Pakistan

We represent clients from all around the world in Pakistan every year. We see the globe as having no borders and are unafraid of language hurdles or time zones.

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Pakistan

Legal Industry in Pakistan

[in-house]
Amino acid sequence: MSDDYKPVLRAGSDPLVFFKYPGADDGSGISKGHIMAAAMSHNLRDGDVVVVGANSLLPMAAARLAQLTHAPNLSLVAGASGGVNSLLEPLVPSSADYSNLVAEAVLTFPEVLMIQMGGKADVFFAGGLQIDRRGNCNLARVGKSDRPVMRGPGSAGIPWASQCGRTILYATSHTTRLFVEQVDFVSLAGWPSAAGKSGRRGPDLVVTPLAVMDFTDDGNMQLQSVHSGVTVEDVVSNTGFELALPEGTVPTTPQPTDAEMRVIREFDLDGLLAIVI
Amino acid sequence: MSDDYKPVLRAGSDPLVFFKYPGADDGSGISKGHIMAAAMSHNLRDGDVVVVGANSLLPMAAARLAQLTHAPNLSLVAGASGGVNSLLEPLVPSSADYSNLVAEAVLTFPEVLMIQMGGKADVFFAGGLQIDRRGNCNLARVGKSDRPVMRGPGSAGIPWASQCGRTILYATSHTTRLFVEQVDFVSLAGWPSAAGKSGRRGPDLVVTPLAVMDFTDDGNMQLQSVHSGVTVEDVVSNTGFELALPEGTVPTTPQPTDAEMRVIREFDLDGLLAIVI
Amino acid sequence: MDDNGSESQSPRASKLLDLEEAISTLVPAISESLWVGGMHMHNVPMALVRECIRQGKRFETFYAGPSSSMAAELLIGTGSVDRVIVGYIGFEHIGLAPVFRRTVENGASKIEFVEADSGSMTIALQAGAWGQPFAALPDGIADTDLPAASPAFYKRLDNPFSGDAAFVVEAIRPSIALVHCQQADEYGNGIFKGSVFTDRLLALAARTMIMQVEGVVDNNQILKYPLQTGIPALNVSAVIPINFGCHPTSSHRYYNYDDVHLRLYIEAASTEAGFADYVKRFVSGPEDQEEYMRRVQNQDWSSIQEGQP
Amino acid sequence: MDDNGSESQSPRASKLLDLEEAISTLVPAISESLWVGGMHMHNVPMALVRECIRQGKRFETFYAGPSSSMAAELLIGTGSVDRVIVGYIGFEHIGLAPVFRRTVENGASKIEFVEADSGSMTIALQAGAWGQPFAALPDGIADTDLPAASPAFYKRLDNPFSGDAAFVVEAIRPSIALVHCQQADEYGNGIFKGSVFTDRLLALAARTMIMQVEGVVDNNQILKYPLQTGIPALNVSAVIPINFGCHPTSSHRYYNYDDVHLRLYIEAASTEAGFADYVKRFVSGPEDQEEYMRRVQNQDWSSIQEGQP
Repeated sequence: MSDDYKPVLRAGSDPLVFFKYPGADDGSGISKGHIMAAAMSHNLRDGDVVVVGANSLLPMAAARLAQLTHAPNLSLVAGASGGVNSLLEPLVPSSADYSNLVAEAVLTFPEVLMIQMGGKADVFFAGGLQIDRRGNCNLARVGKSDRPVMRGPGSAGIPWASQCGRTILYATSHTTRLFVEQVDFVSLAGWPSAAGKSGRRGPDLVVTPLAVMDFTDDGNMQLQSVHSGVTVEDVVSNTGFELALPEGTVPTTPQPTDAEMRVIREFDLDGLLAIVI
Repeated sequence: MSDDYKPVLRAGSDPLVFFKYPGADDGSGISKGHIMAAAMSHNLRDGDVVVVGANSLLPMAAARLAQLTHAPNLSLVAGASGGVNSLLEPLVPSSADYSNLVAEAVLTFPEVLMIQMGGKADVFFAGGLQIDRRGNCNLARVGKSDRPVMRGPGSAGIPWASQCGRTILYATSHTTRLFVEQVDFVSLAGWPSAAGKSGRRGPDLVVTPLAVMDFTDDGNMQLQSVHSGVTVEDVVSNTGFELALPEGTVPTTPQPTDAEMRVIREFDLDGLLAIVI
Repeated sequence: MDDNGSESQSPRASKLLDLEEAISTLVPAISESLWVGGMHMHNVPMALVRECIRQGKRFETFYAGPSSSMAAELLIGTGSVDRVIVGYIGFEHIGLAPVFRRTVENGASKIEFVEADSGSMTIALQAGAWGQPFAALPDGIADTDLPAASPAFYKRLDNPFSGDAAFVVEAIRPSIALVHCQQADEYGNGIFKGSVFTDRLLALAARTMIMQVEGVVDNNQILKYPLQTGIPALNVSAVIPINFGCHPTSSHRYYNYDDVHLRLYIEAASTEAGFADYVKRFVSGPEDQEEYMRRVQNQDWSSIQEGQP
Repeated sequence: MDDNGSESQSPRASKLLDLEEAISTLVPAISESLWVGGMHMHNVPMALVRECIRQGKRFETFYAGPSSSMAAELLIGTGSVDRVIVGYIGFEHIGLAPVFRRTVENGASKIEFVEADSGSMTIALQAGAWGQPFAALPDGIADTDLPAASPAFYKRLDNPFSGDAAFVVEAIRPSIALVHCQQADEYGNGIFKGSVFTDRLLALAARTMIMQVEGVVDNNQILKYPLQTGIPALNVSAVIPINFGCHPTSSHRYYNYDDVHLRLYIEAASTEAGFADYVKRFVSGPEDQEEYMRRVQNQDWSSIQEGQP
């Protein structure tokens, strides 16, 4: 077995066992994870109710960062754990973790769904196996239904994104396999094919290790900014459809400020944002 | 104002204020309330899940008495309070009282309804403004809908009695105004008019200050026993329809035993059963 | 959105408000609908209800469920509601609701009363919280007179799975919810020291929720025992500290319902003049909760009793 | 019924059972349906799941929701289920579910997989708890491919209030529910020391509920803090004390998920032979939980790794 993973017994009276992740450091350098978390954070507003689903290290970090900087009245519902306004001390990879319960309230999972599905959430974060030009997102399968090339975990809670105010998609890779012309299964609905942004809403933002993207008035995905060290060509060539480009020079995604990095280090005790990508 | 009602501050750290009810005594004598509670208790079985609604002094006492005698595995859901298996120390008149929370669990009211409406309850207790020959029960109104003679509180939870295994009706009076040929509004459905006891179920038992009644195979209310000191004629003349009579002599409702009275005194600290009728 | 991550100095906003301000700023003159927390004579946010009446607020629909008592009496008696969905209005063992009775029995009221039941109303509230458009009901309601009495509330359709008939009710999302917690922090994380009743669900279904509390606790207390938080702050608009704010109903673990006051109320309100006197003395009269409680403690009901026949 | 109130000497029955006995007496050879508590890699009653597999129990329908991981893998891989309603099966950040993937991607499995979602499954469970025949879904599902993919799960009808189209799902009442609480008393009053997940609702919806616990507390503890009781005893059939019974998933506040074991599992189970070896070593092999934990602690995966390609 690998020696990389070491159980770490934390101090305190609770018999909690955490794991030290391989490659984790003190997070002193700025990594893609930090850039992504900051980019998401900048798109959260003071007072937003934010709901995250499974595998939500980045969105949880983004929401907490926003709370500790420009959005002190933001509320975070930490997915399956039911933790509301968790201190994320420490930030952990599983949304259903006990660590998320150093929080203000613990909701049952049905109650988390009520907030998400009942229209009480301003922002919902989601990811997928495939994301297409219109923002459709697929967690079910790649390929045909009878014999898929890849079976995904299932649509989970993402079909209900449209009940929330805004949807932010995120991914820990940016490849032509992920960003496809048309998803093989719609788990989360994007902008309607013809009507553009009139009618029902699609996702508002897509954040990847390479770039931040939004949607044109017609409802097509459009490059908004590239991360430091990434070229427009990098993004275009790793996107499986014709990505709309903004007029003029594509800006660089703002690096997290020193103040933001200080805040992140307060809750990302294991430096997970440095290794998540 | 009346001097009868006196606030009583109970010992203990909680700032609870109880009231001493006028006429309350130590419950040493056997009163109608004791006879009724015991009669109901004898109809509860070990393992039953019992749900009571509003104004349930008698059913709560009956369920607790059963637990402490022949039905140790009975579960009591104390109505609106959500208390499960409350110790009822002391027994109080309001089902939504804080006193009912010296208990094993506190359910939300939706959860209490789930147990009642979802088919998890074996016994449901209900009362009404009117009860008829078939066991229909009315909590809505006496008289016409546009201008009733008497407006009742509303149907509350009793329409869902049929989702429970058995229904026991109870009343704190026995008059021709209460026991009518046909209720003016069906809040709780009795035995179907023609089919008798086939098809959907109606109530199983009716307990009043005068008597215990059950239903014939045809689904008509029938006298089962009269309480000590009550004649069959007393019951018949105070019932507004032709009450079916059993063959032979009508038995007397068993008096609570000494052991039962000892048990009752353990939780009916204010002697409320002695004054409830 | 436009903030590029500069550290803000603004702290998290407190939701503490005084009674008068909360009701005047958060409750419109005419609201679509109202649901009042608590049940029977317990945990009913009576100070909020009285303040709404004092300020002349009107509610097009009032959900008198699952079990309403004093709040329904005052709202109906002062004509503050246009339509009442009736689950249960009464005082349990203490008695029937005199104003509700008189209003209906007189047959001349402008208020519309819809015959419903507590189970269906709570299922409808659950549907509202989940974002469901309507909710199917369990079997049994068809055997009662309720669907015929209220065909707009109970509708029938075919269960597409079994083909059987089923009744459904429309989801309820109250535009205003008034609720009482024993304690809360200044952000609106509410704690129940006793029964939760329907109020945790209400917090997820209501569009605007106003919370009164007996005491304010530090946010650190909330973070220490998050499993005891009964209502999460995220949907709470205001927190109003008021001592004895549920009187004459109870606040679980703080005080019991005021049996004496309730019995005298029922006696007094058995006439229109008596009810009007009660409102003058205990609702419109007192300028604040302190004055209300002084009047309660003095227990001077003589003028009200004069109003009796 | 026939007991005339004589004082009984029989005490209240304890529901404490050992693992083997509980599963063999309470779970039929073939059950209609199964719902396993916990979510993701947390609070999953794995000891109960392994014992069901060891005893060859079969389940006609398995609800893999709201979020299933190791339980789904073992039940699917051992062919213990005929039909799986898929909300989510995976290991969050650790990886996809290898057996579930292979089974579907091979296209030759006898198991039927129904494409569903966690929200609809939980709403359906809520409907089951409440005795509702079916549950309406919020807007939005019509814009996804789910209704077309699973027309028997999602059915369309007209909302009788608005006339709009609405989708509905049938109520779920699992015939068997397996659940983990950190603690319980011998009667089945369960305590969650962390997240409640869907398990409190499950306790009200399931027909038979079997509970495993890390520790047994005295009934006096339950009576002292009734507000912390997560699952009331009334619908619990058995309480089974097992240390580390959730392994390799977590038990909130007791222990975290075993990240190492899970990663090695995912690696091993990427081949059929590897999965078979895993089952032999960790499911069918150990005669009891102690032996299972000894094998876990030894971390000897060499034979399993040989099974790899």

Pakistan has not been immune from the difficulties faced by the entire world. Some major new projects were put on hold and there has been a lot of rescheduling and restructuring work as well as distressed financings. The Central Bank introduced various initiatives to help to keep the economy afloat. One positive result of the pandemic is that it has fast-tracked different ways of doing business. Pakistan has embraced technology and remote court hearings have been no exception – some firms have remarked that this is a good thing as otherwise in the past lawyers had to travel long distances to attend hearings throughout the large and in parts mountainous country.Solar energy remains a key focus for the government. The government is also keen to have more affordable housing for all the people, and as a result, the real estate and construction sectors are starting to boom. Large housing schemes and mixed-use developments (with retail and residential units) are being constructed. There is a lot of commercial development and some new hospitals are being built. The government is eager to promote business and to enhance investment opportunities in the country. It is now looking towards more PPP projects and the creation of additional special economic zones throughout Pakistan. Fintech is another area that is coming to the fore. Law firms have noticed an increase in deal activity in the pharma and the health sectors in particular. The country continues to count on its northern neighbour China as its primary friend and investor in the region.Forms of alternative dispute resolution are also increasing and many firms are becoming well-versed in all aspects of arbitration and mediation, as alternative methods of resolving disputes, although commercial litigation is growing as well.